Rihanna and I’m Gonna Git You Sucka

Ever since I got interested in the work of Kanye West, I have been paying attention to projects he worked on.  Earlier this week I listened to the new Rihanna single Bitch Better Have My Money.  I’m on the fence about it, but part of the problem is that I can’t take it too seriously.  (Not that it’s necessarily meant to be taken seriously.  The deep voice at the end gives you the sense that they were laughing while making it.)  Whenever I hear it I remember the above scene from the blaxploitation parody I’m Gonna Git You Sucka.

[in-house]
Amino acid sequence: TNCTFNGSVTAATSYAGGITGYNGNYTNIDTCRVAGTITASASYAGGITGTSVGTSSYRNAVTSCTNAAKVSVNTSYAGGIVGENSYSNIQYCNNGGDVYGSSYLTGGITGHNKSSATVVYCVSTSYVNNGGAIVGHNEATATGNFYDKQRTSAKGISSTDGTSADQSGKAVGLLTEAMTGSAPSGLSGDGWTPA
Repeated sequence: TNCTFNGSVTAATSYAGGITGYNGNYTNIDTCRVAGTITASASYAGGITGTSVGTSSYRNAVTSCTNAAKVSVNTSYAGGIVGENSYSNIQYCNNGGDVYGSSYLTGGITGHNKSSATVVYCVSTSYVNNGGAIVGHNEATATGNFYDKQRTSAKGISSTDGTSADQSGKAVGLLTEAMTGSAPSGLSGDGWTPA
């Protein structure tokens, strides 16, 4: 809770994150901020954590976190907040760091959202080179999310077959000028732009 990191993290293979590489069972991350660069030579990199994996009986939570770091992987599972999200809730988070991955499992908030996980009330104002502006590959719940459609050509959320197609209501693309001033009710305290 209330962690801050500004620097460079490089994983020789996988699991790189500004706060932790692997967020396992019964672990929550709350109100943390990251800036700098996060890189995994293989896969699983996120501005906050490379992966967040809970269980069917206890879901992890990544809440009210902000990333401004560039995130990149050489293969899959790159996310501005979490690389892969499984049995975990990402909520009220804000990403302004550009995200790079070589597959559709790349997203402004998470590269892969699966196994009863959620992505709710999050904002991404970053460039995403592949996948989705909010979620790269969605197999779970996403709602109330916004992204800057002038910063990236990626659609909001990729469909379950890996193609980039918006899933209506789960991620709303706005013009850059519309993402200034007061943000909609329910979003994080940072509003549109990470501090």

Add on:  I don’t like the snarky way in which so much work is disregarded on the internet.  However, when you title a song as ridiculous as the new Rihanna single, with the movie scene up above out there, it might be fair game.  I feel on the fence about it for the following reasons.  Unlike a lot of modern pop, if you listen to the song on headphones it actually sounds like a human singing, despite there being some doubling and vocal effects.  That is net positive.  I like the idea of the song flipping the script on the word bitch, when sung by a female.  It’s pretty clear that she is singing about a male.  But the lyrics also dabble in a kind of throw away consumerism that is troubling in modern pop music.  The melody is also average.  However, one other thing that I do like about it is the fact that the arrangement is not overtly complicated.  Although it is synthetic, like a lot of modern pop, which doesn’t bother me in and of itself, there is space allowed into the sound.  It’s not so dense and compressed that it the music sounds indistinguishable from everything else that is out there.